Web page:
The Lyon Archive: Speculative Thinking About a Family of Writers

The Lyon Archive

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Digital Archives

Why Build a Digital Archive? 

          Digital archives have the power to weave together objects and texts otherwise siloed by time and space. In so doing, this kind of archive, built explicitly to link data and objects, reflects and forges interpretive possibilities among digital objects housed on this site.

          My goal in creating this site is not simply to display digital objects, but to put them into dialogue with one another, to draw out latent or under-studied connections by making strategic use of the affordances of Omeka and the pages of materials reproduced herein. Omeka's use of "items" that can be integrated into digital exhibits enables builders of this project site to curate or integrate objects as an interpretive method.  

          Archives take many forms. Some archives are made of documents written by famous people. Some are housed in boxes under peoples’ beds. Others do not call attention to their identity as archives, such as a cemetery or an historic garden, but still operate as figurative or literal archives. The meaning of the word archive has expanded in recent years with the rise and awareness of digital archives and thematic research collections as scholarly platforms for interpretive curation and knowledge production.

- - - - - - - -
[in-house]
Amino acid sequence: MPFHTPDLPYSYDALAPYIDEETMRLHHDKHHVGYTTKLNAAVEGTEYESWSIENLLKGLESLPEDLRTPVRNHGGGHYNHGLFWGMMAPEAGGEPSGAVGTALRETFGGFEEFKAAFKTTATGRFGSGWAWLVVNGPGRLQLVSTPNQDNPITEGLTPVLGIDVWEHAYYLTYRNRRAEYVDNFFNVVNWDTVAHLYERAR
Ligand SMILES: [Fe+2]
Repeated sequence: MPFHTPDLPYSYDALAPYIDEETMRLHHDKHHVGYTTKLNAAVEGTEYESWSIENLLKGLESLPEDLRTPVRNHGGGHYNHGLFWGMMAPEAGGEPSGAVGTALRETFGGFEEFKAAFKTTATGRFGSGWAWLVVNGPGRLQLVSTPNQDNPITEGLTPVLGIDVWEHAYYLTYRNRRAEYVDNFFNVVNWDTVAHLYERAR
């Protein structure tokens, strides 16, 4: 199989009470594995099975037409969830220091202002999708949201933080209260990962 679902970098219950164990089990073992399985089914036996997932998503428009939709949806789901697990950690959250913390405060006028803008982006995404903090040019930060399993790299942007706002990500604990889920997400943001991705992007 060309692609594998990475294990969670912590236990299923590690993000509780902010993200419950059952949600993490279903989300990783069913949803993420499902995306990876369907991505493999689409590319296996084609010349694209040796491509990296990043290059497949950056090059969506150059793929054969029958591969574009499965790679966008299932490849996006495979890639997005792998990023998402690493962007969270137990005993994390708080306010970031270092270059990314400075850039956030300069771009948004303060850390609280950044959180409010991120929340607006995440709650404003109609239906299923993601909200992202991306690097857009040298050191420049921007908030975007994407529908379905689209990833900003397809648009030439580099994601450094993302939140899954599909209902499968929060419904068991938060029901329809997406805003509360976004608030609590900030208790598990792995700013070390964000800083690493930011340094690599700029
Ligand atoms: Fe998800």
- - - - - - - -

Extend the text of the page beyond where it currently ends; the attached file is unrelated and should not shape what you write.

With this approach in mind, this site has been designed specifically to inspire and enable interactive, experiential readings of the writing remains of members of the Lyon family. Interactive projects on The Lyon Archive are designed with the intention of helping us imagine perspectives frequently excluded from the dominant historiography of London life. Yet the archive is not a mirror of another world. It does not display objective truths about writers or the past. Rather, like any other archive, The Lyon Archive is an interpretive ecosystem where a curated collection of ideas and images interact to produce narratives and an interpretive framework. 

          This site  presents some of the ways that platforms like, read as a repository, not only house objects, but shape their meanings through metadata, interface, links, collections, and other systems of containment that place digital objects on the site into interactive play. While many of my students were initially skeptical about building an archive of items, creating a map, or designing a timeline, in the end they were excited about the way these tools helped them to think about the significance of A.S.Lyon's writing acts and his diary.


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